AUSTIN, Texas — Though best known for their computers and computer peripherals like printers, companies under the Hewlett-Packard umbrella are engaged in another profitable, and far more nefarious business: enabling apartheid Israel to track the movement of occupied Palestinians.
Activists from the Boycott, Divestment and Sanctions (BDS) movement are calling for a week of action against HP beginning on Black Friday, the high-volume shopping day that occurs after Thanksgiving. Organized by the HP Boycott Campaign and the Palestinian BDS National Committee, a coalition of Palestinian civil society groups, 99 actions were scheduled in 18 countries around the world, including the United States, as of Monday afternoon.
The Israeli military operates checkpoints throughout the occupied West Bank. In order to pass through them, Palestinians must submit to facial and and hand recognition scanners. This biometric identification system, called the “Basel System,” is maintained by HP Enterprise Services, a company previously known as EDS Israel.
“The biometric data of nearly every Palestinian over the age of 16 is held by the Israeli authorities as part of Israel’s system of control and repression,” the Palestine Solidarity Campaign noted in an Aug. 13, 2014 post.
The checkpoints and the Basel System allow Israel to drastically restrict the movement of Palestinians, making it impossible for many to find work. Checkpoints are frequently the site of violence against innocent Palestinians.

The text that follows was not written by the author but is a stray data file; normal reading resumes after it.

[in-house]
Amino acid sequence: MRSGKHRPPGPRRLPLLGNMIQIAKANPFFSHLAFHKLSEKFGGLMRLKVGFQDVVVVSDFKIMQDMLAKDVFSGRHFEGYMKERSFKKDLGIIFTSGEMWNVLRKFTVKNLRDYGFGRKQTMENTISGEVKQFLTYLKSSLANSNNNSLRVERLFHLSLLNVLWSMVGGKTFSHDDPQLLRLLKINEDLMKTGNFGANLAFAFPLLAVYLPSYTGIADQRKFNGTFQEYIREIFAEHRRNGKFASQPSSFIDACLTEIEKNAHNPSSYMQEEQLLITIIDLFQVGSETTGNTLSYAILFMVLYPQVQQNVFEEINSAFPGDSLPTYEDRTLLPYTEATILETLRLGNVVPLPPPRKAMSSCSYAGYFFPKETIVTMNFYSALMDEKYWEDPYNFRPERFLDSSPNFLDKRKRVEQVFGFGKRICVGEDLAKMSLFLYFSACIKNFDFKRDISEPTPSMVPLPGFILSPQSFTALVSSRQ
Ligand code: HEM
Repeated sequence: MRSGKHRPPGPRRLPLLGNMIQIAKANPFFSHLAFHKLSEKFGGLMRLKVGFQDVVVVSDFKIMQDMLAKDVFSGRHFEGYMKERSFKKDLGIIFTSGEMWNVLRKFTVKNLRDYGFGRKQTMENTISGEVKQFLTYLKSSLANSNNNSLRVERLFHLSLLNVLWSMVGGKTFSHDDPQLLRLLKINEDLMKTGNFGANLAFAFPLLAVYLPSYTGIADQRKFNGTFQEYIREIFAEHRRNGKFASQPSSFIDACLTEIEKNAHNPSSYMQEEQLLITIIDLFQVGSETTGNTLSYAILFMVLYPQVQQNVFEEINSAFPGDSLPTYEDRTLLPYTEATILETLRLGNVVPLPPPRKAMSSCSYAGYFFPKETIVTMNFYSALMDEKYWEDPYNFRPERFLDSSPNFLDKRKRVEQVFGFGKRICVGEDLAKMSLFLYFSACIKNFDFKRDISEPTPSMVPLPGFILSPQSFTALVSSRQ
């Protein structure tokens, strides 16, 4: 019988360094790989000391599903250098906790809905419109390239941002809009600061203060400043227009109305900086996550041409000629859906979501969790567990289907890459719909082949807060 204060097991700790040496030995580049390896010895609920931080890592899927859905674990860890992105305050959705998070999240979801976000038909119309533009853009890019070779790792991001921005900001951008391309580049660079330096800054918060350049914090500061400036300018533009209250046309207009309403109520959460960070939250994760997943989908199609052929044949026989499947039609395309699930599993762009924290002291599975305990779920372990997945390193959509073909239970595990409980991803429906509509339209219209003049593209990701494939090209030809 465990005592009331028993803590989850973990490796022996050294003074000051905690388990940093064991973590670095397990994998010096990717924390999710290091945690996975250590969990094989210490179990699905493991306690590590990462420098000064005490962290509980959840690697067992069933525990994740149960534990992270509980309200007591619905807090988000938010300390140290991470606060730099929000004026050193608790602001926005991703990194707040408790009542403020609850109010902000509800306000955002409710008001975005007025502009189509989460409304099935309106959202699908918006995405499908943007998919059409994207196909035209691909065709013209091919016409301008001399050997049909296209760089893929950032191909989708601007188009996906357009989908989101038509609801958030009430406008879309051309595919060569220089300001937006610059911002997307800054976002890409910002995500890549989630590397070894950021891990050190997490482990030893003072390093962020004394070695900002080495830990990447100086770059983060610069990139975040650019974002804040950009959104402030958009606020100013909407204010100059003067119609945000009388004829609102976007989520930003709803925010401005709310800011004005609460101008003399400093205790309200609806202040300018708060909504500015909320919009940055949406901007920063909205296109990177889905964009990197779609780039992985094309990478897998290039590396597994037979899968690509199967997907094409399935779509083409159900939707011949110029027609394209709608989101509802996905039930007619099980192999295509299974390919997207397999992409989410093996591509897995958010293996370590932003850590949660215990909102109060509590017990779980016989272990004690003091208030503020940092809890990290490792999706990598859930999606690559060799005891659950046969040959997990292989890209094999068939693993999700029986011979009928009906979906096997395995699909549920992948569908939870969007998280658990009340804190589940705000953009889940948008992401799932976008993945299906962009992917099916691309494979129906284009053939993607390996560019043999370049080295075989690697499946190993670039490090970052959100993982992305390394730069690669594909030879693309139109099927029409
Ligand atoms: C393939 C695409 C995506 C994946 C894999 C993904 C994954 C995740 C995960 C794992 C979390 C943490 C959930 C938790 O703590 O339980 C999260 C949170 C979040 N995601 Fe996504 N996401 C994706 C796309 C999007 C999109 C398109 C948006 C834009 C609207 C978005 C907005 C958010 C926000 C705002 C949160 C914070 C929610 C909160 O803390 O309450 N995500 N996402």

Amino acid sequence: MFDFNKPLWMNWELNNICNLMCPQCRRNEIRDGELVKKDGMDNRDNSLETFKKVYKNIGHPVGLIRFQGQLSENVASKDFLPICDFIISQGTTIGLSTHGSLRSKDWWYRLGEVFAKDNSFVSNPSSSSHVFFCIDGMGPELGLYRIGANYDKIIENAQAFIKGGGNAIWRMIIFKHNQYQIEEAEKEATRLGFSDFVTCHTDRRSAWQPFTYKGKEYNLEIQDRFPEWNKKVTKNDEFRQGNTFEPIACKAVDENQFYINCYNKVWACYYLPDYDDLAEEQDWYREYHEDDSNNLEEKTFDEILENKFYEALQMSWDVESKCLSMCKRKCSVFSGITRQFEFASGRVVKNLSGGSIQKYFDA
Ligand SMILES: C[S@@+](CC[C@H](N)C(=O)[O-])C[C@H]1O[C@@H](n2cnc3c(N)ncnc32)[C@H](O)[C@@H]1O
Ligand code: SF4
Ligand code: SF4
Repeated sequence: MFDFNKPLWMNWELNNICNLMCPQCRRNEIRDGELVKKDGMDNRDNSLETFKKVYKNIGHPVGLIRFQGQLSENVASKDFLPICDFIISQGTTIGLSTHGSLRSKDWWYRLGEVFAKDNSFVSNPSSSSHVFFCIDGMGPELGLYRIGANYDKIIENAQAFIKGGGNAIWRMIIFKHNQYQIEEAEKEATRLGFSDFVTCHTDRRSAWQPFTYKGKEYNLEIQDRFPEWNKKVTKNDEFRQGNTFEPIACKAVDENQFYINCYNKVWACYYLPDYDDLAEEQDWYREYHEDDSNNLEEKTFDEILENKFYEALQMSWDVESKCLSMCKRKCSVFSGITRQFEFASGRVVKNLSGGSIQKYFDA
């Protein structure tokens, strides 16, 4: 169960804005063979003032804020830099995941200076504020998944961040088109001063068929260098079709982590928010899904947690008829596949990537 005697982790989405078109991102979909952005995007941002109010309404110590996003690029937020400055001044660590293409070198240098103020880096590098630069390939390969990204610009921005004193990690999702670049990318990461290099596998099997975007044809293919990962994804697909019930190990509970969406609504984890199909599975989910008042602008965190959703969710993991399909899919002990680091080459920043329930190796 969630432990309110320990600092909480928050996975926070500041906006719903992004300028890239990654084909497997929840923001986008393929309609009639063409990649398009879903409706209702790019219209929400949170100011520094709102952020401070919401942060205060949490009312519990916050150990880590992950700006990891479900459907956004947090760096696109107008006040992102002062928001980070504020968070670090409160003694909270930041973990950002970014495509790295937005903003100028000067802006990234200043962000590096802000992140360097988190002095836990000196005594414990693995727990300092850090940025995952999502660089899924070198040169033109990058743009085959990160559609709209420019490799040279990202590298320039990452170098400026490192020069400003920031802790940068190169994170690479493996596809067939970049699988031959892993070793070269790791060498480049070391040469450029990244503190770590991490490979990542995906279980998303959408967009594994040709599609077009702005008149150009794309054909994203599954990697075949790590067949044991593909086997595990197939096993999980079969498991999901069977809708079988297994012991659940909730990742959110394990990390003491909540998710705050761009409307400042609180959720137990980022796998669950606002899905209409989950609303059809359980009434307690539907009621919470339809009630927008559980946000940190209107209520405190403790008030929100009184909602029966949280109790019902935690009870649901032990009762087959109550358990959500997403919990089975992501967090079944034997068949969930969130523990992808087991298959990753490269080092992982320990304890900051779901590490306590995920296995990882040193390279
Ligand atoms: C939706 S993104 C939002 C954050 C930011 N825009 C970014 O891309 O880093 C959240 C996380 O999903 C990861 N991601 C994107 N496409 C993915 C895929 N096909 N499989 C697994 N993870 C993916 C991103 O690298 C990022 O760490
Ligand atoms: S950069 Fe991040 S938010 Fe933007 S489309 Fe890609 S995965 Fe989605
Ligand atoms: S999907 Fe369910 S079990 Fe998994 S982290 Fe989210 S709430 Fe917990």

In addition to its contributions to the Basel System, HP also sells products and technology to the Israeli army and navy, and operates in illegal Israeli settlements in Palestinian territories. Despite international condemnation, these illegal settlements have continued to expand, growing at a record pace in 2016.
A Nov. 21 press release from the U.S. Campaign for Palestinian Rights elaborated on HP’s role in the oppression of Palestinians:
“HP companies supply Israel with the Biometric ID Card System used to restrict Palestinians’ freedom of movement; provide servers for the Israel Prison Service where Palestinian children and political prisoners are routinely held without charge and torture is widespread; manage the communications centers, information security, and user support of the Israeli Navy as it collectively punishes the civilian population of Gaza through blockade; and provide various services to illegal settlements in the West Bank.”
Suggested actions for the week include putting pressure on stores to pull HP products from their shelves, organizing protests and direct actions outside HP offices, and holding teach-ins about HP and the BDS movement.
Supporters can also sign a pledge to boycott HP organized by the Palestine BDS National Committee and the U.S. Campaign for Palestinian Rights.
“Just as Polaroid was a key boycott target during the Apartheid era for providing imaging for South Africa’s notorious pass system, people of conscience today should boycott HP companies for providing imaging and technology for Israeli apartheid,” Caroline Hunter is quoted as saying in the press release from the U.S. Campaign for Palestinian Rights.
In early the 1970s, Hunter and other Polaroid employees launched a campaign against the company’s involvement in apartheid South Africa after discovering that it was providing the camera systems used to create identification cards for the country’s black residents. By 1977, Polaroid was forced to withdraw from South Africa.